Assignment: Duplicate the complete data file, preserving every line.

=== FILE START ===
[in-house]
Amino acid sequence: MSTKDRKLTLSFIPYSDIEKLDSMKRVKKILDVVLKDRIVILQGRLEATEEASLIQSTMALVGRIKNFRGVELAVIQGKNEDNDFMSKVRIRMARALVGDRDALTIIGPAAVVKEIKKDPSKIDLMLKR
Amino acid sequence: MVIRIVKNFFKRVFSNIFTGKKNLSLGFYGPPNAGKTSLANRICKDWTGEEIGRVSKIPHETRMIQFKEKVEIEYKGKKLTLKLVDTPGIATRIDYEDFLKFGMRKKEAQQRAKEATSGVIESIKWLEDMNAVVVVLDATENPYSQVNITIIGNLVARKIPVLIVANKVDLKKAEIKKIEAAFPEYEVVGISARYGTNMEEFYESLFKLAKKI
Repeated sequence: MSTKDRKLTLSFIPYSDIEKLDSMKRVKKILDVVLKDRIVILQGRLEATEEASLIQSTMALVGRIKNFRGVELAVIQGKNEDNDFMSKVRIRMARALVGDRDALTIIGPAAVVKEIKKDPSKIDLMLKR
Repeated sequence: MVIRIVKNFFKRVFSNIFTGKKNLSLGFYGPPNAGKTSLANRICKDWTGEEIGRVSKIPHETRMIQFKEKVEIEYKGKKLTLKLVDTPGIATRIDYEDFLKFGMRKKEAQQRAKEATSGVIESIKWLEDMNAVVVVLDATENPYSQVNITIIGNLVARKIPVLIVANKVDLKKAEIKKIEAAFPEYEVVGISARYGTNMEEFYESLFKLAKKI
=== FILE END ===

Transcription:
[in-house]
Amino acid sequence: MSTKDRKLTLSFIPYSDIEKLDSMKRVKKILDVVLKDRIVILQGRLEATEEASLIQSTMALVGRIKNFRGVELAVIQGKNEDNDFMSKVRIRMARALVGDRDALTIIGPAAVVKEIKKDPSKIDLMLKR
Amino acid sequence: MVIRIVKNFFKRVFSNIFTGKKNLSLGFYGPPNAGKTSLANRICKDWTGEEIGRVSKIPHETRMIQFKEKVEIEYKGKKLTLKLVDTPGIATRIDYEDFLKFGMRKKEAQQRAKEATSGVIESIKWLEDMNAVVVVLDATENPYSQVNITIIGNLVARKIPVLIVANKVDLKKAEIKKIEAAFPEYEVVGISARYGTNMEEFYESLFKLAKKI
Repeated sequence: MSTKDRKLTLSFIPYSDIEKLDSMKRVKKILDVVLKDRIVILQGRLEATEEASLIQSTMALVGRIKNFRGVELAVIQGKNEDNDFMSKVRIRMARALVGDRDALTIIGPAAVVKEIKKDPSKIDLMLKR
Repeated sequence: MVIRIVKNFFKRVFSNIFTGKKNLSLGFYGPPNAGKTSLANRICKDWTGEEIGRVSKIPHETRMIQFKEKVEIEYKGKKLTLKLVDTPGIATRIDYEDFLKFGMRKKEAQQRAKEATSGVIESIKWLEDMNAVVVVLDATENPYSQVNITIIGNLVARKIPVLIVANKVDLKKAEIKKIEAAFPEYEVVGISARYGTNMEEFYESLFKLAKKI